No More First Day: The Struggle Of Being Done With School For Good

I can’t remember one September in my entire life when I wasn’t preparing to go back to school. No matter if it was elementary school or college, fall always meant the same thing: It was time to trade in my swimsuit and flip-flops for textbooks and notepads.

It was time for another year of advancing my education.

Now, as a 22-year-old, September feels weird. I see the back-to-school commercials; I hear kids getting off the bus outside my house, and I still somehow receive the “Welcome Back!” email from my college, despite having graduated from there in the spring.

Instead of a month of excitement, September is officially the month of nostalgia.

I see my younger friends tweeting about how they dread another year in the classroom, and I can’t help but be jealous of them. Although, yes, I also complained about my 9 am history class and how I was just “so ready to graduate,” it’s weird to think about now that I've graduated from college.

I will never again take a pointless general education requirement, but I will also never again take a class in which I’m inspired to learn something completely new.

Does this mean my intellect has peaked? I mean, God knows I’ll only hold on to this Philosophy 101 knowledge for so long. Will I slowly forget the information my brain has accumulated over the past four years?

Being a student, I always felt productive. Getting an education always seemed honorable, and that feeling of doing well in six different classes was more than satisfying. Now, I work a job where probably only 10 percent of the knowledge I gained in college is even utilized.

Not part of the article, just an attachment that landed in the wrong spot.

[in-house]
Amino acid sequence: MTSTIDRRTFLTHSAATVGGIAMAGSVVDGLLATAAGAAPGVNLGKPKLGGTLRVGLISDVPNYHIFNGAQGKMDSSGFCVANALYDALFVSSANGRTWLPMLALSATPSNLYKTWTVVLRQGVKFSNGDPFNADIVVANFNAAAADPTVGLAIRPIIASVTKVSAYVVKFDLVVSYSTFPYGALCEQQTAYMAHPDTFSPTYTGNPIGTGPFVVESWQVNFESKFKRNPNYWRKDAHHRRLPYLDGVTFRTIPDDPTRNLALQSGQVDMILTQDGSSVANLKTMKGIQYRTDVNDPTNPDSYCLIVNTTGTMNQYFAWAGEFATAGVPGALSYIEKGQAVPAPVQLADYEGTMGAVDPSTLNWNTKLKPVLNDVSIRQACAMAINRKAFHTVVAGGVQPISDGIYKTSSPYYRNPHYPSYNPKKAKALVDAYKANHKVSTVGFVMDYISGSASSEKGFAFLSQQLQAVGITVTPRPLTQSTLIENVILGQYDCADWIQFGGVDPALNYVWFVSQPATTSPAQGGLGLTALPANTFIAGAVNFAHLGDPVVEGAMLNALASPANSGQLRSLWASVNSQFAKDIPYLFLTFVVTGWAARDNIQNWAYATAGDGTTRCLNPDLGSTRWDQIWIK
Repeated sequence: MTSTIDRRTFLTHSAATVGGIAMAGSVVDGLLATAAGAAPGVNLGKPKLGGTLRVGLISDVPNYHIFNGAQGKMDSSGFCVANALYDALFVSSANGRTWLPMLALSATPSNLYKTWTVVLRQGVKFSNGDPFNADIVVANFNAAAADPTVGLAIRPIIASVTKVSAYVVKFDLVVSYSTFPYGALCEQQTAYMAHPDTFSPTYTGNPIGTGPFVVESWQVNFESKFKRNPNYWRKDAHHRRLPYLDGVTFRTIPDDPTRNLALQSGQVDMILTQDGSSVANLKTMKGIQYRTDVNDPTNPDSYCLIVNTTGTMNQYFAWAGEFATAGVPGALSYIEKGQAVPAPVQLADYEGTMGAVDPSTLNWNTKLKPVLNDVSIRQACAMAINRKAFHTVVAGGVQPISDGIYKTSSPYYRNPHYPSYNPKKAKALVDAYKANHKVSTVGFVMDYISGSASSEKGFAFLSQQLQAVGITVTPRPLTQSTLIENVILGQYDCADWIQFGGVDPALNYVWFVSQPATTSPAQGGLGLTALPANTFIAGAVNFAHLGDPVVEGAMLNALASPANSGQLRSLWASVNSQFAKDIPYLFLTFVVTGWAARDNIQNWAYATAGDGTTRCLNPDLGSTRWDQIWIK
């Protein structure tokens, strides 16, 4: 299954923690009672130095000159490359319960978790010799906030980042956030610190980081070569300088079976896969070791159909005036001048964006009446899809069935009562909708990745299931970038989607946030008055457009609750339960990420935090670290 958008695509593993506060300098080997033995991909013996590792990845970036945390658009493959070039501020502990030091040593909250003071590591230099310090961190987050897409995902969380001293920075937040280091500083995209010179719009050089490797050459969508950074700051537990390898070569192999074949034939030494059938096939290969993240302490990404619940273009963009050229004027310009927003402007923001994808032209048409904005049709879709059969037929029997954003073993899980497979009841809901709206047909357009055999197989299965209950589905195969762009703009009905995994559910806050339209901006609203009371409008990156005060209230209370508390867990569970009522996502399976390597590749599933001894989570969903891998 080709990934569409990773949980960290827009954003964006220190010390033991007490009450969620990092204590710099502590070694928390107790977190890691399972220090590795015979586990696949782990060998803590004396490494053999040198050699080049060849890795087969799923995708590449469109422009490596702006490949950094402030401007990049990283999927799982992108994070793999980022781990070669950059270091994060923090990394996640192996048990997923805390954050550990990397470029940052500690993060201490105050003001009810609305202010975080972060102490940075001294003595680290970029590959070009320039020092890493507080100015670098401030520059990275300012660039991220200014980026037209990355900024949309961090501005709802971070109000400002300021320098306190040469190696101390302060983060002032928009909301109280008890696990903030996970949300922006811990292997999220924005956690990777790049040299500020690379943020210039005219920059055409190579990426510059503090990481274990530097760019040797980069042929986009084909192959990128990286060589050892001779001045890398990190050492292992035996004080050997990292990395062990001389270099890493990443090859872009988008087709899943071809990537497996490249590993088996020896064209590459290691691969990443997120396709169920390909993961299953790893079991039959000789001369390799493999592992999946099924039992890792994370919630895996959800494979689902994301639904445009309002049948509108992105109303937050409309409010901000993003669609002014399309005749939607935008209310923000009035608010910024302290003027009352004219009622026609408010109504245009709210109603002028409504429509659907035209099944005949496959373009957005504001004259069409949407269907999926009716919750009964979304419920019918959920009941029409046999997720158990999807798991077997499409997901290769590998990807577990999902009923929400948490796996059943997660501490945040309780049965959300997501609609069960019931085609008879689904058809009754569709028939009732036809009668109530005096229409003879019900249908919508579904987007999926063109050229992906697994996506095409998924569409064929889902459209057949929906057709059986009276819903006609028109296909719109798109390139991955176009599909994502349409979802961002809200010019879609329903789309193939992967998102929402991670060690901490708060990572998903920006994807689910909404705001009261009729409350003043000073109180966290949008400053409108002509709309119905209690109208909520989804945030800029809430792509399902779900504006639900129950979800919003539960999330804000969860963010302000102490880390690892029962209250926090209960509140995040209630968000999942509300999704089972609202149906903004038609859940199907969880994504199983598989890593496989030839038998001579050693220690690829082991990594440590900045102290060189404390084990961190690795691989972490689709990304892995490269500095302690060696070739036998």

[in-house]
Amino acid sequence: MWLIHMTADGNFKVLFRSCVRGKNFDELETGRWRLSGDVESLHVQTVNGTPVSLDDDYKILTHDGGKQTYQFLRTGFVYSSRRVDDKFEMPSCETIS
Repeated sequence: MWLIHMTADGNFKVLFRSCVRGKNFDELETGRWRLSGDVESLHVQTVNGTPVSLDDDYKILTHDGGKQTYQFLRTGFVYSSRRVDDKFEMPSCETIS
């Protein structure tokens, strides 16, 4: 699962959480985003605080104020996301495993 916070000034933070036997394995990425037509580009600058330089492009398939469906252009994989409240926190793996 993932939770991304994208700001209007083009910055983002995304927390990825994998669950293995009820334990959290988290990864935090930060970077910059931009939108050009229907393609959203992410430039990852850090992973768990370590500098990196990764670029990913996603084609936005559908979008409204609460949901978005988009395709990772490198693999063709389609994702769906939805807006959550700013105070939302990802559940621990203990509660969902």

How do I continue to educate myself when there is currently no window of opportunity?

According to The Huffington Post, perhaps, college was not such an intellectually stimulating time.

According to Writer Eric Gorski, out of the research of more than 2,300 undergraduates, “45 percent of students show no significant improvement in the key measures of critical thinking, complex reasoning and writing by the end of their sophomore years.”

The article goes on to say,

“Overall, the picture doesn't brighten much over four years. After four years, 36 percent of students did not demonstrate significant improvement, compared to 45 percent after two.”

This information may not exactly be comforting, but it does put things into perspective. I felt my most progressive years intellectually were in college, but perhaps I was wrong.

While going to school for the past 18 years, free time barely existed.

Class took up the majority of my days, and while I wasn’t in class, I was usually at home preparing for the next class. I had very little time to experience much else.

Perhaps, that is the great thing of being the dreaded age of 22. I actually have time for experiences and making memories. I can learn life lessons by traveling, networking or even by giving back to the community.

I agree that courses such as ancient literature and statistics made me a well-rounded student, but how much will I remember from those classes?

What I will always remember is what it felt like helping a complete stranger or seeing a different country for the first time.

Now, as a college graduate and a young professional woman, all new beginnings feel like September. As I prepare to experience something new, it feels like the first day of school all over again. There are butterflies in my stomach, and I have a racing heartbeat.

You have no idea what’s in store this time, but you just know you’re ready to take it on.

So, for all you 20-somethings out there who are bummed about not heading back to campus this year, don’t let the nostalgia get the best of you.

You have plenty more “first days” ahead, some of which are about to teach you more than you ever thought you would learn.